Within the covenant community of Israel, and now within the covenant community of the Church, we are to do whatever we can to make sure the needs of the “weak” are met. The widow and the orphan tend to have additional needs and need help, so the Church is to step up and help. James wrote, “Religion that is pure and undefiled before God and the father is this: to visit the orphans and widows in their affliction, and to keep oneself unstained from the world” (James 1:27, ESV).

Now, does that mean that widows and orphans should just kick back on the welfare list and live off begging from the Church? Of course not All people, including widows and orphans are to work for their sustenance, as much as they are able, and if there are any family members at all, they are to assist their relatives in meeting true needs. After this, then the Church is to come in and do whatever she is able.

There are people who are not able to work for one reason or another – some are physically or mentally incapacitated. But if you have a need and you can work, you must work. And there are those who have relatives who refuse their duty and will not help. But if you have relatives, you must appeal to them for help with your real needs.

Then, the Church is to address the needs of her widows and orphans that are not being met and find ways to fill them. And we do well to note that, although we are generally to do all we can for all people, we are to first use our blessings and gifts to address the needs of those in the Church.

So, if you are a Christian this morning, part of being Reformed, part of having received Salvation in Jesus Alone, is being available to address the needs to those, especially within the Church, who are unable to fill their needs on their own, by whatever means you are able. This especially refers to the widows and orphans in our churches.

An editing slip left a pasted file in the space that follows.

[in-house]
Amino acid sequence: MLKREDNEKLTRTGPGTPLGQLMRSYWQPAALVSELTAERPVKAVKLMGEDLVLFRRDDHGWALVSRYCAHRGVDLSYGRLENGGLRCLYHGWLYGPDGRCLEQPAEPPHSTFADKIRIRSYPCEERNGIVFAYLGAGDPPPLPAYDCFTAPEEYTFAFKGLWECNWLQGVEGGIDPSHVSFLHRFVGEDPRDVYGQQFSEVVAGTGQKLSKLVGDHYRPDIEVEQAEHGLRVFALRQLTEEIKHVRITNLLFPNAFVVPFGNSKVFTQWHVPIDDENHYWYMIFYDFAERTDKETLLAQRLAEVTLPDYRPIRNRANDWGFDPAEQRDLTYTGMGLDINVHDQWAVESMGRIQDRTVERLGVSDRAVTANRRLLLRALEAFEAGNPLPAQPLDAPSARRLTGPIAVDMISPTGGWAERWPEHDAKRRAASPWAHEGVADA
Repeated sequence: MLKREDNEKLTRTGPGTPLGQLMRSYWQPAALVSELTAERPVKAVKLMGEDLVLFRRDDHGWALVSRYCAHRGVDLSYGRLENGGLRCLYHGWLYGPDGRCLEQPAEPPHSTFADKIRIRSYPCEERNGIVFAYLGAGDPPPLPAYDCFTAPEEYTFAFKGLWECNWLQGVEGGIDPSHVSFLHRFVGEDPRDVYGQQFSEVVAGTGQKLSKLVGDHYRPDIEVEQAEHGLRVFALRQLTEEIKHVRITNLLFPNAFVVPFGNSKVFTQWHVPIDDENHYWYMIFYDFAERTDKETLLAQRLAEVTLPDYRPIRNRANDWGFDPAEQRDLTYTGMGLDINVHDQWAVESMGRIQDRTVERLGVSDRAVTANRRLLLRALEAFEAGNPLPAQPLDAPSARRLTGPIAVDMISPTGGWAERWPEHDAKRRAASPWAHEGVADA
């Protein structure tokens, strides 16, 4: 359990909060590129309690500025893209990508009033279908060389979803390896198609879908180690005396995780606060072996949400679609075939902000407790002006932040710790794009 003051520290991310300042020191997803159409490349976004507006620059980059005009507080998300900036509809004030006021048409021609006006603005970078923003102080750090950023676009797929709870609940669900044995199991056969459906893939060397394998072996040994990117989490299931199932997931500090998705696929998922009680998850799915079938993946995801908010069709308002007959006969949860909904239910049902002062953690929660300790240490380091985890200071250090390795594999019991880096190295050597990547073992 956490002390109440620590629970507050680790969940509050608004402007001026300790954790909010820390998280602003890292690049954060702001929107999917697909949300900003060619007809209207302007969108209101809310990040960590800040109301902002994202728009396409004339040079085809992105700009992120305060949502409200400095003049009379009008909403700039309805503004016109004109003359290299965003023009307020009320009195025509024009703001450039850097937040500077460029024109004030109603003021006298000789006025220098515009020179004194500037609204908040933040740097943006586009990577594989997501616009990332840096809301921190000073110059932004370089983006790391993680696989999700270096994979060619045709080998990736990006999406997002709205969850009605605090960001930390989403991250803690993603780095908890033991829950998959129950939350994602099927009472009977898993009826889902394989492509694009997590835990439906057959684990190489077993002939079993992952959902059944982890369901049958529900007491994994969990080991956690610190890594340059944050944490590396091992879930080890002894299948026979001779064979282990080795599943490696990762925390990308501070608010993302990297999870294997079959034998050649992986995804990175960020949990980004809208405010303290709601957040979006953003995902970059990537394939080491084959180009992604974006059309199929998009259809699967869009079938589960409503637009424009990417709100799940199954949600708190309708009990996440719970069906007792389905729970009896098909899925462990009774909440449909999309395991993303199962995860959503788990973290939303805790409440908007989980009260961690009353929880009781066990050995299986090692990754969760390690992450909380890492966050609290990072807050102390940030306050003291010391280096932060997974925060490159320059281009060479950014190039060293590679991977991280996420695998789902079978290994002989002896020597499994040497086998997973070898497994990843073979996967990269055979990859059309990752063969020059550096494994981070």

And notice the seriousness with which God treats this: He says that if we harm the stranger, if we do not do good to the stranger, to the widow, to the orphan, to those truly in need, unable to find help elsewhere – if we are able to help and we refuse – God says, “I will kill you with the sword.”

Third, “If you lend money to any of my people with you who is poor, you shall not be like a moneylender to him, and you shall not exact interest from him.”

If someone was a member of the nation of Israel, and he had fallen on hard times, this law meant that he would be able to borrow money, at no interest, until a set time. Why? It’s part of the same principle we have just discussed – doing whatever we can to help others in need. Of course, if someone doesn’t truly need a loan, he shouldn’t apply for it or accept it.

This law is not a way to get out of debt free. It is not a way to avoid your responsibility. It is not a way to force others to clean up your mistakes. And it does not mean that it is always wrong to charge interest – Israel rightly charged interest on loans to Gentiles. Jesus said that it was right to put money in the bank to earn interest.

The problem being addressed here is two-fold: first, it is saying that usury is wrong; it is wrong to charge exorbitant amounts of interest. The word that is translated “exact interest” can be literally translated, “you shall not be a man-eater.” And secondly, if a person is honestly poor and in need, it is more kind and loving to loan a brother or sister money at no interest. But pay your loans back on time and with thanks

If Carlos was suddenly in trouble with the wine business and came to me for a loan, truly in need, with no other way to survive except to ask me for a loan, it would be right for me to give him a loan of what I could afford to loan him. It would be right for it to be a straight loan with a due date, which he would pay back in full on that date. It would be a sin for me to charge him 40% interest. It would be a sin for him to take my money when he had a million dollars in the bank. (It is a sin for banks to make loans to people who cannot repay them. It is a sin for people to take a loan when they know they cannot repay it.)